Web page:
Moreover, aside from the manufacture of the drug, most of the
conduct causing plaintiff's injuries occurred in Pennsylvania.
The drug was shipped from a wholesaler within Pennsylvania to the
Rea and Derrick Pharmacy. The drug was prescribed by a doctor in
Pennsylvania and dispensed by a Pennsylvania pharmacy. Further,
the last act necessary to cause plaintiff's injuries her
mother's ingestion of the drug occurred in Pennsylvania. The third Restatement factor favors California, since plaintiff
is a resident of and domiciled in California, and Eli Lilly is
incorporated in Indiana and does business nationally, including
in both California and Pennsylvania. Yet, like the first two
factors, the fourth Restatement factor the center of gravity of
the parties' relationship favors Pennsylvania. As discussed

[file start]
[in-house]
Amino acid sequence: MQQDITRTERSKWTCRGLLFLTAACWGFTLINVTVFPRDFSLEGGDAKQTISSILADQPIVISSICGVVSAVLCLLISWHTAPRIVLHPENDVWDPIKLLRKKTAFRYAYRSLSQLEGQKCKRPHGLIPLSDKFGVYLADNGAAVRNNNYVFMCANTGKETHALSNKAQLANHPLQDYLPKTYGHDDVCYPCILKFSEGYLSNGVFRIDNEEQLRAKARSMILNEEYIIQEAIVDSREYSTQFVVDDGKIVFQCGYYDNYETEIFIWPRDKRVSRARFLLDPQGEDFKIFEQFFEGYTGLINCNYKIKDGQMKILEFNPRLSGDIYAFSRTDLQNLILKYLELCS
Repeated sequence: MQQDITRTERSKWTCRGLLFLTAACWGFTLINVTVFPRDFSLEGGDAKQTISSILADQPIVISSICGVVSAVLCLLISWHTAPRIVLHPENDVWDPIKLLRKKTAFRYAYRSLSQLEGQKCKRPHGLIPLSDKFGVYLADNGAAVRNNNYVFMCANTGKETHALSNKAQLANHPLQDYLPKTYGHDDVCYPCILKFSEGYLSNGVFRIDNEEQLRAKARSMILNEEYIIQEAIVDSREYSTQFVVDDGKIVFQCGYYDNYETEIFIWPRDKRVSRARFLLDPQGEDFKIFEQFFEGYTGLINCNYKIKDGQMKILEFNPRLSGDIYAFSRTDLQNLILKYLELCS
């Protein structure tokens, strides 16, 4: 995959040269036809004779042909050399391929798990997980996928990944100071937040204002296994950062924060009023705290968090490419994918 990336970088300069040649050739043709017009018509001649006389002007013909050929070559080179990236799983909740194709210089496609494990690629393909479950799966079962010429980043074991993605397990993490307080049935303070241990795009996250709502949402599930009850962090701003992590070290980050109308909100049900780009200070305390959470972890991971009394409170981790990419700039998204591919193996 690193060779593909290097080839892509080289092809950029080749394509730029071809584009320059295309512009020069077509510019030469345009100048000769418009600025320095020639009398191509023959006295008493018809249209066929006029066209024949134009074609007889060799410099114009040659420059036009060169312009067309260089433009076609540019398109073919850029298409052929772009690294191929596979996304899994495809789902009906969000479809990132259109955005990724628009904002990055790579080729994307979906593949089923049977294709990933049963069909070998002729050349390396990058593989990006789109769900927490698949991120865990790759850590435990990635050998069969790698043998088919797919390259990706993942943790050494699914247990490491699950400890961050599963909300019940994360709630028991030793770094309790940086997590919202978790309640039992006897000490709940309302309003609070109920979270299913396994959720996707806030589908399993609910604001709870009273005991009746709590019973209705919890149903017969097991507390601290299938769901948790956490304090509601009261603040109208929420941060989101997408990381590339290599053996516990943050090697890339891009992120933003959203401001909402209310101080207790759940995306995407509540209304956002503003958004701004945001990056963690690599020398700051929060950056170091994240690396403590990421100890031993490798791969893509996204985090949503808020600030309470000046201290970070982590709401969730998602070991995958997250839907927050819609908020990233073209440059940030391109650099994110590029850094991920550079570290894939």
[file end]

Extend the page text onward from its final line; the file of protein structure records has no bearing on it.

above, except for the manufacture of the drug and the diagnosis
of the injury, all actions relevant to the injury occurred in
Pennsylvania. Pennsylvania maintains a strong interest in
adjudicating disputes arising from allegedly harmful actions
occurring within its borders. Therefore, the Court finds the
relationship between the parties to be centered in Pennsylvania.
Plaintiff notes that in a recent case, Blitsch v. Eli Lilly &
Co., No. 04-cv-0131 (C.D. Cal.), Eli Lilly advocated against
applying the law of the place where plaintiff was born. While
plaintiff may be correct that defendant has adopted conflicting
litigation positions (Pl.'s Opp'n at 12, App. 15), the Court
cannot determine from the pleading excerpt provided whether the
two cases are identical. The excerpt fails to indicate where
plaintiff's mother ingested the drug one of the critical